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The Impact of Early Childbearing on Schooling and Cognitive Skills among Young Women in Madagascar

Listed author(s):
  • Herrera, Catalina

    ()

    (Northeastern University)

  • Sahn, David E.

    ()

    (Cornell University)

Female secondary school attendance has recently increased in Sub-Saharan Africa and so has the risk of becoming pregnant while attending school. Using panel data in Madagascar, we analyze the impact of teenage pregnancy on young women's human capital. We instrument early pregnancy with the young woman's community-level access, and exposure to condoms since age 15. We control for an extensive set of community social and economic infrastructure characteristics to deal with the endogeneity of program placement and conduct several robustness checks to validate our instruments. Early childbearing increases the likelihood of dropping out of school by 42 % and decreases the chances of completing secondary school by 44%. This school-pregnancy related dropout is associated with a reduction of 1.1 standard deviations in Math and French test scores. Delaying the first birth by a year increases the probability of current enrollment by 5% and the test scores by 0.2 standard deviations.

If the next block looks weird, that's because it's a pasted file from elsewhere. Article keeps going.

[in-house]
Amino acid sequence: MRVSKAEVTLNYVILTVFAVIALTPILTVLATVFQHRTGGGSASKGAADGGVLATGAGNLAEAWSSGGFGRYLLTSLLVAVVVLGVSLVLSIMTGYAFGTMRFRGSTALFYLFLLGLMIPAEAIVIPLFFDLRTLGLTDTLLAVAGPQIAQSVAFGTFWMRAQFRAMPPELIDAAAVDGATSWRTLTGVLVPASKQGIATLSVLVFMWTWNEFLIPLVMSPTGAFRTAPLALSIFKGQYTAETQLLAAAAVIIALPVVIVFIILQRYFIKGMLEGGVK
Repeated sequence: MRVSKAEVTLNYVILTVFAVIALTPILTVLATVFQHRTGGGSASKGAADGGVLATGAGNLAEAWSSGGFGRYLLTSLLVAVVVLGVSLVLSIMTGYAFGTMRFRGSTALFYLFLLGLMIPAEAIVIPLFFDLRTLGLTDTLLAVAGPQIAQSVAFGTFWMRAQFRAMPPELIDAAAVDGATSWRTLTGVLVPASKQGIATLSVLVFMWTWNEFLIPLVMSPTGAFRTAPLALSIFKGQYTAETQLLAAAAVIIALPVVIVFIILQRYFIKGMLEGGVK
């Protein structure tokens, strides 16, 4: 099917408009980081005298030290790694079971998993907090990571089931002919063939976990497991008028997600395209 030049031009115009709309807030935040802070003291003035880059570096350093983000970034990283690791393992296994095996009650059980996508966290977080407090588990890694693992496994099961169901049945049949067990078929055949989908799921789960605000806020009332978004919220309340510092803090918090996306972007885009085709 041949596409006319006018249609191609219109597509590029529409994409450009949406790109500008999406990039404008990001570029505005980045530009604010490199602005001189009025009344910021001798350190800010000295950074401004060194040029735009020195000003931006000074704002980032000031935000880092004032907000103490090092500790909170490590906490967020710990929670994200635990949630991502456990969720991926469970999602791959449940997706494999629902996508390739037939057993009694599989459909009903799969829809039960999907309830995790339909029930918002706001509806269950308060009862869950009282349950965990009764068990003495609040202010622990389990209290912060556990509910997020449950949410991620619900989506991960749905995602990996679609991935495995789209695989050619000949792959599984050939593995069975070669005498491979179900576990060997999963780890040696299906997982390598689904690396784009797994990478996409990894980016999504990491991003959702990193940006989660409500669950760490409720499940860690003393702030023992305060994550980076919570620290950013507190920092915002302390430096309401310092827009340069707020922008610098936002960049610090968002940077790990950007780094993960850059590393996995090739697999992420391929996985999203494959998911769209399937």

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Paper provided by Institute for the Study of Labor (IZA) in its series IZA Discussion Papers with number 9362.

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Length: 66 pages
Date of creation: Sep 2015
Handle: RePEc:iza:izadps:dp9362
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